What is pinkeye?
Pinkeye is redness and swelling of the lining of the eyelid and eye surface. The lining is called the conjunctiva (say "kawn-junk-TY-vuh"), and pinkeye is also called conjunctivitis (say "kun-JUNK-tih-VY-tus"). The lining of the eye is normally clear and colorless.
Pinkeye is common. It usually spreads easily, especially among children in day care centers and schools.
Because pinkeye is often spread from eye to hand to eye, good hand-washing is important. Sharing a washcloth, towel, or other item with a person who has pinkeye can spread the infection.
See pictures of a normal eye and one with conjunctivitis .
What causes pinkeye?
Pinkeye is most often caused by a virus. It usually occurs at the same time as or right after you have had a cold. Less commonly, pinkeye can be caused by infection with bacteria.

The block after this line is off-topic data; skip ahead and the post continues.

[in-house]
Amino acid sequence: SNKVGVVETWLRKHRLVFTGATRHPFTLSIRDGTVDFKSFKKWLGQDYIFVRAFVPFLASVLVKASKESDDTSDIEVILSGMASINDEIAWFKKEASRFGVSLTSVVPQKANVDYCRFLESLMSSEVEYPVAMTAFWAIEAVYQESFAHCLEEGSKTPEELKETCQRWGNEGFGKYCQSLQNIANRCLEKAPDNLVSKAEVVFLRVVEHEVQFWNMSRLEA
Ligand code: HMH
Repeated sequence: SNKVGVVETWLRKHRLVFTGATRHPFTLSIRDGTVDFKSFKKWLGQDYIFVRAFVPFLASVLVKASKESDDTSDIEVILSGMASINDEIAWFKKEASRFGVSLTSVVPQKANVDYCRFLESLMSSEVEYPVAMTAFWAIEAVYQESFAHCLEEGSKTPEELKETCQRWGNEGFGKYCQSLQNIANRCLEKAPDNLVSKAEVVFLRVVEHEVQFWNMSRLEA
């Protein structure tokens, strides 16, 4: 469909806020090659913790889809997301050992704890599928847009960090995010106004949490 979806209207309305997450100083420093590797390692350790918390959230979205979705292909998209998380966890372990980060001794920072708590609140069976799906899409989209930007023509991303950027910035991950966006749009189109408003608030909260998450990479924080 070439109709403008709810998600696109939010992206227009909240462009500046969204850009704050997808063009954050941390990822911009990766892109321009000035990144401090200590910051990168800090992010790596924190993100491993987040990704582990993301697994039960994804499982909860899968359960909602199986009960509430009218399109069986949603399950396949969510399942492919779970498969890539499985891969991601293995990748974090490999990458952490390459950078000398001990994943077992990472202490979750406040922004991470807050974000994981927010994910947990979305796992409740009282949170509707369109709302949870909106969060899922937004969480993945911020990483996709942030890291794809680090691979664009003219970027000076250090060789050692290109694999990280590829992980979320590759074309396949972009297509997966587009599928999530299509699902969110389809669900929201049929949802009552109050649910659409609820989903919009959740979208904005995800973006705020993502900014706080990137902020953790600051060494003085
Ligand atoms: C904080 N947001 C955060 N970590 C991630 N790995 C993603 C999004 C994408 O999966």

Dry air, allergies, smoke, and chemicals can also cause pinkeye.
What are the symptoms?
Symptoms of pinkeye include:
- Itchy or burning eyes.
- More tears than usual. The eye may drain a clear or slightly thick, whitish liquid.
- Gray or yellow drainage from the eye. Waking up with the eyelashes of one or both eyes stuck together from this dried drainage is a common symptom of pinkeye.
- Mild sensitivity to light (photophobia).
You may have symptoms in one eye, both eyes, or the symptoms may spread from one eye to the other eye. When pinkeye is caused by a virus, symptoms usually start in one eye and may then spread to the other eye.
If you think you have pinkeye, call your doctor to find out the best way to treat it. And if you are wearing contact lenses, be sure to take them out right away. Certain health risks may increase the seriousness of your symptoms.
If you have other symptoms like eye pain or a change in your vision, if you wear contact lenses, or if you have other medical problems, you may have a more serious eye problem. In these cases it is especially important to see a doctor. Young children with pinkeye may also have an ear infection, so they may need to see a doctor.